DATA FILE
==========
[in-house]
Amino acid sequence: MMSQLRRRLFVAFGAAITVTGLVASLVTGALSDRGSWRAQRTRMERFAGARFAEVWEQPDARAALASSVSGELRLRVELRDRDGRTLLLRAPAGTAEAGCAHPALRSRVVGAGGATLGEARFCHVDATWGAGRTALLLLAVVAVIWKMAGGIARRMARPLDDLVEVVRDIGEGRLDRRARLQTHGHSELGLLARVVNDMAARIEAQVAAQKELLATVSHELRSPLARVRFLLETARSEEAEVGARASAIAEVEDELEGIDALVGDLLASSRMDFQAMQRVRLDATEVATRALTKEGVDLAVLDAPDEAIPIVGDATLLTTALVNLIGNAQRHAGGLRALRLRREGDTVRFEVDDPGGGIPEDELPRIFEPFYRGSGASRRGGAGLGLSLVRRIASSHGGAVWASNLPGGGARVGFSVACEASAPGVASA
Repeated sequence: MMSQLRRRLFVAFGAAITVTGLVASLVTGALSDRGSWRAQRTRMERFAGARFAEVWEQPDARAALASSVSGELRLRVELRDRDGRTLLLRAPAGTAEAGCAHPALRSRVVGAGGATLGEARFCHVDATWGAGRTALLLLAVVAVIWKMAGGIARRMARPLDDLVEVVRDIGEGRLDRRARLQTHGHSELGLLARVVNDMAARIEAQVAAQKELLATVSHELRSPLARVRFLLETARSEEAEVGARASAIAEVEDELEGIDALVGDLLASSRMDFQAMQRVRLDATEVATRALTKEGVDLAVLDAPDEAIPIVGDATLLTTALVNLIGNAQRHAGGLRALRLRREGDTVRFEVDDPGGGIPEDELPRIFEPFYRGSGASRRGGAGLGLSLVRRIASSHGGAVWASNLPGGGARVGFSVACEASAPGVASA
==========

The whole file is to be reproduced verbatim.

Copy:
[in-house]
Amino acid sequence: MMSQLRRRLFVAFGAAITVTGLVASLVTGALSDRGSWRAQRTRMERFAGARFAEVWEQPDARAALASSVSGELRLRVELRDRDGRTLLLRAPAGTAEAGCAHPALRSRVVGAGGATLGEARFCHVDATWGAGRTALLLLAVVAVIWKMAGGIARRMARPLDDLVEVVRDIGEGRLDRRARLQTHGHSELGLLARVVNDMAARIEAQVAAQKELLATVSHELRSPLARVRFLLETARSEEAEVGARASAIAEVEDELEGIDALVGDLLASSRMDFQAMQRVRLDATEVATRALTKEGVDLAVLDAPDEAIPIVGDATLLTTALVNLIGNAQRHAGGLRALRLRREGDTVRFEVDDPGGGIPEDELPRIFEPFYRGSGASRRGGAGLGLSLVRRIASSHGGAVWASNLPGGGARVGFSVACEASAPGVASA
Repeated sequence: MMSQLRRRLFVAFGAAITVTGLVASLVTGALSDRGSWRAQRTRMERFAGARFAEVWEQPDARAALASSVSGELRLRVELRDRDGRTLLLRAPAGTAEAGCAHPALRSRVVGAGGATLGEARFCHVDATWGAGRTALLLLAVVAVIWKMAGGIARRMARPLDDLVEVVRDIGEGRLDRRARLQTHGHSELGLLARVVNDMAARIEAQVAAQKELLATVSHELRSPLARVRFLLETARSEEAEVGARASAIAEVEDELEGIDALVGDLLASSRMDFQAMQRVRLDATEVATRALTKEGVDLAVLDAPDEAIPIVGDATLLTTALVNLIGNAQRHAGGLRALRLRREGDTVRFEVDDPGGGIPEDELPRIFEPFYRGSGASRRGGAGLGLSLVRRIASSHGGAVWASNLPGGGARVGFSVACEASAPGVASA